Germany’s kindness isn’t about guilt – it’s about humanity
I was having lunch with some English friends yesterday and one of them, a man in his fifties, said: “Germany’s response to the refugees has completely changed my view of the Germans. I used to think they were a cold heartless bunch.”
As a German who grew up in the UK I was a bit taken aback by his barbed compliment. I had thought Germany’s image had mollified over the years. But this was a gradual transformation looking for an image. And in the welcoming scenes in Munich and Frankfurt it has found one.
Watch: Hundreds of migrants and refugees are greeted with cheers and singing in Germany after an epic journey https://t.co/R4vrVRduXg
— Channel 4 News (@Channel4News) September 6, 2015
Refugees are nothing new in Germany. The country took in over half a million in the first year of the Yugoslav wars in the early nineties. My own parents became refugees at the end of the war when 14 million Germans were pushed out of their homeland after it became Poland.
But in the years following the war German refugees understandably kept a low profile. Guilt left no room for pity. The question I get asked most is whether the outpouring of welcome is due to the war and a lingering sense of collective guilt. I think that’s only part of the story and perhaps no part at all with the younger generation.
I put this to a volunteer doctor in a Berlin camp last week called Nachtigall, Nightingale. She was in her thirties and she was taken aback by the question and said: “No it’s the just the right thing to do.”
To put Germany’s mass kindness of strangers down to the war is a way of exonerating other countries for not doing enough. It becomes a question of German exceptionalism when this is surely about a common humanity. Germans are also realistic enough to know that not everyone is welcoming the refugees, that neo Nazi thugs especially in the East are using this to mobilise fear and loathing against outsiders.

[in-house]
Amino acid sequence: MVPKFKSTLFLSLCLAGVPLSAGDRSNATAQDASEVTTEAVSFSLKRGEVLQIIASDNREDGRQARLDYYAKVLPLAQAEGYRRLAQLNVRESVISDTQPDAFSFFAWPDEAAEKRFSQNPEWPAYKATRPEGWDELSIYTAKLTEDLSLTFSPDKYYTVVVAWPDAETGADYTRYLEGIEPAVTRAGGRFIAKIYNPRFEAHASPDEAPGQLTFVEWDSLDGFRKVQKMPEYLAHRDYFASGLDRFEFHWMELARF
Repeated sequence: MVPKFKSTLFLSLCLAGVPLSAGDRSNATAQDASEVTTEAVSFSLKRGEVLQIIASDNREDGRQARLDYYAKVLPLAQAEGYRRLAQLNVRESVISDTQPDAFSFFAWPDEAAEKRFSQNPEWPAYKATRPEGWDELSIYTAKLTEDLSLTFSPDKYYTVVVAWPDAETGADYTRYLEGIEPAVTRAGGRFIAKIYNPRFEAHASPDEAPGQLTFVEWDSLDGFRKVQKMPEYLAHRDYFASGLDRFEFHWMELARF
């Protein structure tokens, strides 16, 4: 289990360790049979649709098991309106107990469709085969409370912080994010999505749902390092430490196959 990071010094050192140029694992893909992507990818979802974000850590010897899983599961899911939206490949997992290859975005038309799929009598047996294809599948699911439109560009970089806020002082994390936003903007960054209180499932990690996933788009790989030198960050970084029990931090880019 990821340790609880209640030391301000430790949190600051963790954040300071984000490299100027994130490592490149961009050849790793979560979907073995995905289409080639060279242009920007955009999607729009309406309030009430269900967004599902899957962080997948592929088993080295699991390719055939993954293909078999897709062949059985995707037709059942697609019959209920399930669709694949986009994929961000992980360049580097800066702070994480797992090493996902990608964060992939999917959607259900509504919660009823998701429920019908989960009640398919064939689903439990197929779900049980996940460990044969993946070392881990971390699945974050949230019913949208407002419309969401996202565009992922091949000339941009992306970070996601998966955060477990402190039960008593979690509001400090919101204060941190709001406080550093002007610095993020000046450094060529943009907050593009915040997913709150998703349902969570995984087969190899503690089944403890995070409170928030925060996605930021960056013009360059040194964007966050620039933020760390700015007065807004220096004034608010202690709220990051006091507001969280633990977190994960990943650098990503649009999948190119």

The German CDU MP who is hosting two Eritreans in his home and did so long before it became as fashionable as the ice bucket challenge has even received death threats for his gesture. The picture is not all Disney for Germany.But so far a quorum of ordinary Germans and political leaders have done the descent thing and that makes me proud. The numbers will test those attitudes.
The government is nervous and there could still be a backlash. But a month ago Angela Merkel was reviled as the dominatrix of Greece and within the last week that image had been overturned.
What’s more Germany, a country with a shrinking population is getting perhaps the most desirable refugees anywhere. Educated, middle class Syrians, who have proved their resilience on the odyssey from the Middle East. That also goes for the Eritreans, Afghans or Nigerians I have met. They may not all be genuine refugees. But having made it across deserts and oceans they are surely a resourceful and resilient bunch.
We are lucky to have many of them. Just how many is the trickiest question of them all.
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